Paton, Andrew Archibald (DNB00)


PATON, ANDREW ARCHIBALD (1811–1874), author and diplomatist, son of Andrew Paton, saddler and government contractor, and Anne Gilchrist, his wife, was born at 75 Broughton Street, Edinburgh, on 19 March 1811 (Edinburgh Parish Registers). At the age of twenty-five he landed at Naples, and walked thence, with staff and knapsack, to Vienna. Thereafter travelling up and down among the Eastern European states, and also in Syria and Egypt, he acquired an accurate and extensive insight into the manners, customs, and political life of the East, which, with descriptions of the countries themselves, he communicated to the public in an interesting series of books. In 1839–1840 he acted as private secretary to Colonel (afterwards Sir) George Hodges in Egypt, and was afterwards attached to the political department of the British staff in Syria under Colonel Hugh Henry Rose (afterwards Baron Strathnairn) [q. v.], and was allowed the rank of deputy assistant-quartermaster-general. In 1843 he was appointed acting consul-general in Servia, and in 1846 was unofficially employed by Sir Robert Gordon, then ambassador at Vienna, to examine and report upon the ports belonging to Austria in the Adriatic. In 1858 he became vice-consul at Missolonghi in Greece, but in the following year was transferred to Lubeck, and was on 12 May 1862 appointed consul at Ragusa and at Bocca di Cattaro. He died on 5 April 1874. He married Eliza Calvert, and had issue.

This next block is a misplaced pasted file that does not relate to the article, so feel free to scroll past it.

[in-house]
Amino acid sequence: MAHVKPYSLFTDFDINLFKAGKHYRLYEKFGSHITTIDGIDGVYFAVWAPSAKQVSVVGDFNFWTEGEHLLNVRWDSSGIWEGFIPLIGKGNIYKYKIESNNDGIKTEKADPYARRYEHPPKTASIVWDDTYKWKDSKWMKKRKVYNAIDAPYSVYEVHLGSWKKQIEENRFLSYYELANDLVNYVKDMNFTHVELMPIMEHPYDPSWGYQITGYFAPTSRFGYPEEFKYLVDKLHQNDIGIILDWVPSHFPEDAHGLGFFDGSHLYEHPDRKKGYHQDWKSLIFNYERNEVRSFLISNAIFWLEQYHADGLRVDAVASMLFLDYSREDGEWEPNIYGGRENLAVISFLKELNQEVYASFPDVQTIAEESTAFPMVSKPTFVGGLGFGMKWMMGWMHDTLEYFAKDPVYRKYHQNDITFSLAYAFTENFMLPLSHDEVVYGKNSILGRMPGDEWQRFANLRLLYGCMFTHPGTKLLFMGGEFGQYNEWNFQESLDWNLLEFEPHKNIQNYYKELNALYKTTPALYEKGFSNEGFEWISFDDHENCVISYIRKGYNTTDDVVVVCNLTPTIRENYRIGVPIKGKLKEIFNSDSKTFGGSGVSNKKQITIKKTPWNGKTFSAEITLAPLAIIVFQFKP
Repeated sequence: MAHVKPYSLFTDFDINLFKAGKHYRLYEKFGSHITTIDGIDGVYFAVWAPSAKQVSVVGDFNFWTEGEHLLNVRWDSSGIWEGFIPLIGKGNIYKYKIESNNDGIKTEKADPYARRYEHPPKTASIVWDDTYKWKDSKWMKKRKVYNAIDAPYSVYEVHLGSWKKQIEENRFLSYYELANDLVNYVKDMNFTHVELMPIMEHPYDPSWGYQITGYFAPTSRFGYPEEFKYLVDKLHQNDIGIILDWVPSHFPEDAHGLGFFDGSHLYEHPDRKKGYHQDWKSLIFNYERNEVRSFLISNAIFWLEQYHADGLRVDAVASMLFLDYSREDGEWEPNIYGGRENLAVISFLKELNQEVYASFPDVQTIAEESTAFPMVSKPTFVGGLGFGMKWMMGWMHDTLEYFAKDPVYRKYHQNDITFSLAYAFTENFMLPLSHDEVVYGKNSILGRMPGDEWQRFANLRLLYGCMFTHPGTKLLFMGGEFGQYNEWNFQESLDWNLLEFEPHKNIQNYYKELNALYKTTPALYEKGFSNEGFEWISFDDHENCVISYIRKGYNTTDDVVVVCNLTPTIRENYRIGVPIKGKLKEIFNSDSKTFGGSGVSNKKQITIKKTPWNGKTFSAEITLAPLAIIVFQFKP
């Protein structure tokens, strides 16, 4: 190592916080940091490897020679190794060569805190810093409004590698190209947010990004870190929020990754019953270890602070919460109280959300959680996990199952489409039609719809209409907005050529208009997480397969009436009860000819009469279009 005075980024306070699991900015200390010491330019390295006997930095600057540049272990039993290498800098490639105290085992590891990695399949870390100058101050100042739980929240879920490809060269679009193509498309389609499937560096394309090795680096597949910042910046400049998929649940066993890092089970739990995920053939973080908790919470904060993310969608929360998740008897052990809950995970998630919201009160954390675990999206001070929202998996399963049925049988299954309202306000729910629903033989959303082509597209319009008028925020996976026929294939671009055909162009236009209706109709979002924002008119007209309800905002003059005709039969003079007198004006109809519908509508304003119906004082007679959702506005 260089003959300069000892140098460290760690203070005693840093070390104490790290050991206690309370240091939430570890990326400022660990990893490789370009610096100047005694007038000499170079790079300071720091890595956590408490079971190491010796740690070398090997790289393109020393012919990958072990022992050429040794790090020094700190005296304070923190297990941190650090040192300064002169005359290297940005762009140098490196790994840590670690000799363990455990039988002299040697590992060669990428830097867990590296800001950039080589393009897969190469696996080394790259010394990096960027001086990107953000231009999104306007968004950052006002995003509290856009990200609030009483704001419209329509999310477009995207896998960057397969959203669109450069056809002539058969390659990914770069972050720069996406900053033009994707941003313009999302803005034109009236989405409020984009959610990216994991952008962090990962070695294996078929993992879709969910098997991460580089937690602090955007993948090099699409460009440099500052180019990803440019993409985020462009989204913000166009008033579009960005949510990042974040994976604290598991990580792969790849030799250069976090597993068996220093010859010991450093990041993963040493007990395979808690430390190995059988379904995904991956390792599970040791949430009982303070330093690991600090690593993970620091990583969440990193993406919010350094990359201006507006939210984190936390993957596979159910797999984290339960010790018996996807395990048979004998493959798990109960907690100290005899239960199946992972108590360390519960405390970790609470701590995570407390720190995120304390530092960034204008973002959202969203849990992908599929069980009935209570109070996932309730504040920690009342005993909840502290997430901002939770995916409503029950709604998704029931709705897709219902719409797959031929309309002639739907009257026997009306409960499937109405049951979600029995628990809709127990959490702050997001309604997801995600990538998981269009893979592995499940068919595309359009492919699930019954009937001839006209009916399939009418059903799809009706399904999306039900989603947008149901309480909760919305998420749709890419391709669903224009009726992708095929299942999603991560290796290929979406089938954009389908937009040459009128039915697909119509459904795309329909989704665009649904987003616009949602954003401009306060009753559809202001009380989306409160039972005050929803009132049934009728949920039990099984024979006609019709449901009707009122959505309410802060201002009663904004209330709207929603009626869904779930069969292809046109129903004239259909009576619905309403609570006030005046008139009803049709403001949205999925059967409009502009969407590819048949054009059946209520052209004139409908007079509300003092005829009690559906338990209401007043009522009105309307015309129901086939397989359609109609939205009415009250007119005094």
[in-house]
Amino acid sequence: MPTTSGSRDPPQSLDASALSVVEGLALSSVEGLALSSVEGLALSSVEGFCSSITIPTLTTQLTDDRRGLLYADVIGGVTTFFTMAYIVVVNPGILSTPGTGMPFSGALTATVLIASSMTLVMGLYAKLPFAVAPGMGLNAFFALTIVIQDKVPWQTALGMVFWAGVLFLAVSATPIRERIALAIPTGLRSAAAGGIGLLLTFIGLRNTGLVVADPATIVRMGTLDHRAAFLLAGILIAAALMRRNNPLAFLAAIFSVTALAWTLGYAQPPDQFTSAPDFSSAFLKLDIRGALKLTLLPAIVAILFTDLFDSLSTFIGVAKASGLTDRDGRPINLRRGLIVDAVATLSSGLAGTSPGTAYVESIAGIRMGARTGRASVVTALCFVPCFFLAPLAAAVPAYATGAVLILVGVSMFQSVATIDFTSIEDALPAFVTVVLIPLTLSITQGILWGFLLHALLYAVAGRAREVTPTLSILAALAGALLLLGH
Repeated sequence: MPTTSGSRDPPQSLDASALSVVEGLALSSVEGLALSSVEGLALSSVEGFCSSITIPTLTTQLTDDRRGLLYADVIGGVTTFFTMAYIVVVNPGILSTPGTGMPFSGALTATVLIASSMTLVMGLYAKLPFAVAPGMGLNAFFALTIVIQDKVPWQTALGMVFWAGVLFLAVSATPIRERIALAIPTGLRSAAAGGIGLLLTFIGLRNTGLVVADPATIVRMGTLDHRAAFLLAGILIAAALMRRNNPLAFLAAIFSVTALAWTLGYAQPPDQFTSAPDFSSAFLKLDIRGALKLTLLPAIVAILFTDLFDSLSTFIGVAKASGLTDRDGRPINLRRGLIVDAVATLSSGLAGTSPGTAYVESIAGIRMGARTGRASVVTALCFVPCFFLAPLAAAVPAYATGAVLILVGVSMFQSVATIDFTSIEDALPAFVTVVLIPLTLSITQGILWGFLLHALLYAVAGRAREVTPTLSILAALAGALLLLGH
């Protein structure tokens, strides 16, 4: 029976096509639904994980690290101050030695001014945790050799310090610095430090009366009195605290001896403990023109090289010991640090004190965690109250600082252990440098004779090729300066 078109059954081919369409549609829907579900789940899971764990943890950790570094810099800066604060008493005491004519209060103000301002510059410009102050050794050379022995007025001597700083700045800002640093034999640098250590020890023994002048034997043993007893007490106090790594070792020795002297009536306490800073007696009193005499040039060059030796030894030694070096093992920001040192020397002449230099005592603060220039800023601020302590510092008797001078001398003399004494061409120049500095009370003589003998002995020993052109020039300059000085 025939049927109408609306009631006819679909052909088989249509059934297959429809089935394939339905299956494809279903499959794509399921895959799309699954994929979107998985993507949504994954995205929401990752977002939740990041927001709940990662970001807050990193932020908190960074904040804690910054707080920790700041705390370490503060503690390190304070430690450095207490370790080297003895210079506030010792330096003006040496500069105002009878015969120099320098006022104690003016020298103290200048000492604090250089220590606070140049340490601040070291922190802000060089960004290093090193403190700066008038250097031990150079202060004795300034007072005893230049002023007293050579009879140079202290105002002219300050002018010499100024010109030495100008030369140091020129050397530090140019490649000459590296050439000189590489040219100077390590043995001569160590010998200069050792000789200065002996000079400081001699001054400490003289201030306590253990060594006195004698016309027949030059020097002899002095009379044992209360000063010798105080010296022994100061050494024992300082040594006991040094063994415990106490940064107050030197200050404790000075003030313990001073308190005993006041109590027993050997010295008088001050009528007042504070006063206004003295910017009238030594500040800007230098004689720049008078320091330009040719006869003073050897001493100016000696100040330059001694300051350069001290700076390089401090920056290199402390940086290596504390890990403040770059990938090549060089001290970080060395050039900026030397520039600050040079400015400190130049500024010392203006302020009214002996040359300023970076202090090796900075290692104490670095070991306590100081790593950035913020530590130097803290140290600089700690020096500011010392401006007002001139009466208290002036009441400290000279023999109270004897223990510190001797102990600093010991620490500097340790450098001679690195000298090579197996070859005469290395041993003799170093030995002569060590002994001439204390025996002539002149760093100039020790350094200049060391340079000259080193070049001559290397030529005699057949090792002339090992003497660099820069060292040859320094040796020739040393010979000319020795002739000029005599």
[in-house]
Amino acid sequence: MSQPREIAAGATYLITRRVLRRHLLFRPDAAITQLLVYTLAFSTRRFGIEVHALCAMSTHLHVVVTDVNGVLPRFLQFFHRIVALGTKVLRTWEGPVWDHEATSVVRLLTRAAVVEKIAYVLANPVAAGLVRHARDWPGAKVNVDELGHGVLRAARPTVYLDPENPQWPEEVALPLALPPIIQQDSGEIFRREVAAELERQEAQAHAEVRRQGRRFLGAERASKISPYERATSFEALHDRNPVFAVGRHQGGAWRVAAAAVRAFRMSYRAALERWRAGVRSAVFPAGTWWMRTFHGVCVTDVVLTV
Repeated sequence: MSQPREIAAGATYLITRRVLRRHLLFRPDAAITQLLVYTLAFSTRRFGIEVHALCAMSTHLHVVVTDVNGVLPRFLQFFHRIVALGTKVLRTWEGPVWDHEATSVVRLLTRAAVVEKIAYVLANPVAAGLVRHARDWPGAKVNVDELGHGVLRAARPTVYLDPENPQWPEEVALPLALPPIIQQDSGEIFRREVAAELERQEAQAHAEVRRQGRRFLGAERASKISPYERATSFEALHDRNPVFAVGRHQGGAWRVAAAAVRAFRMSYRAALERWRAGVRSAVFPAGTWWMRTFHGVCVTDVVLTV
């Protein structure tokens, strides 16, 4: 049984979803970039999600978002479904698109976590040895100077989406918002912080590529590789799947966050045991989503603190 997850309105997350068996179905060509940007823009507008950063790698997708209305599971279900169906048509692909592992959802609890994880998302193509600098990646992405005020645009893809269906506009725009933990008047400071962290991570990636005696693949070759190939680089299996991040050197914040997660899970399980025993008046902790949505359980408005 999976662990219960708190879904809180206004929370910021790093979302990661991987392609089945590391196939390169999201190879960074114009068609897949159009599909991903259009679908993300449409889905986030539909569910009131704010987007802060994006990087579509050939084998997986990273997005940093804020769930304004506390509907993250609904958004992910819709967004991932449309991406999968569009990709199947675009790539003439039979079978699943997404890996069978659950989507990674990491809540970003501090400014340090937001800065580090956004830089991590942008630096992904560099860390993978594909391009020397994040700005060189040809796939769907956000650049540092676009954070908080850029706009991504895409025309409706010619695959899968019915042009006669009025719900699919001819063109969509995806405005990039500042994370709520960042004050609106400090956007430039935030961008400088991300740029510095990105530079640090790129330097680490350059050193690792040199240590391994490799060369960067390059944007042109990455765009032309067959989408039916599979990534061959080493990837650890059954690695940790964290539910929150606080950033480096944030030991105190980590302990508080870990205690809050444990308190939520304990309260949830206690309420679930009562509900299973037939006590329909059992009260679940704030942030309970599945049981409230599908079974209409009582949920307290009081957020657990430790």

His works were: 1. ‘The Modern Syrians, by an Oriental Student,’ 8vo, London, 1844. 2. ‘Servia, or a Residence in Belgrade, &c., in 1843–4,’ 8vo, 1845; 2nd edition, 1855. 3. ‘Highlands and Islands of the Adriatic,’ 2 vols. 8vo, 1849. 4. ‘The Mamelukes: a Romance of Life in Grand Cairo,’ 3 vols. 8vo, 1851. It was republished in 1861 under the title ‘Melusina: a New Arabian Nights' Entertainment.’ 5. ‘The Goth and the Hun, or Transylvania, Debreezin, Pesth, and Vienna in 1850,’ 8vo, 1851. 6. ‘The Bulgarian, the Turk, and the German,’ 8vo, 1855. 7. ‘Researches on the Danube and the Adriatic,’ which is an adaptation of information given in some of the previous works, 2 vols. 12mo, 1862. 8. ‘History of the Egyptian Revolution, from the Period of the Mamelukes to the Death of Mahommed Ali,’ 2 vols. 8vo, 1863. 9. ‘Sketches of the Ugly Side of Human Nature,’ 1867. 10. ‘Henry Beyle, otherwise De Stendhal,’ 8vo, 1874.

[Prefaces to some of the above works; Allibone's Dict. of English Literature; Foreign Office List, January 1874, p. 153, January 1875, p. 268.]

H. P.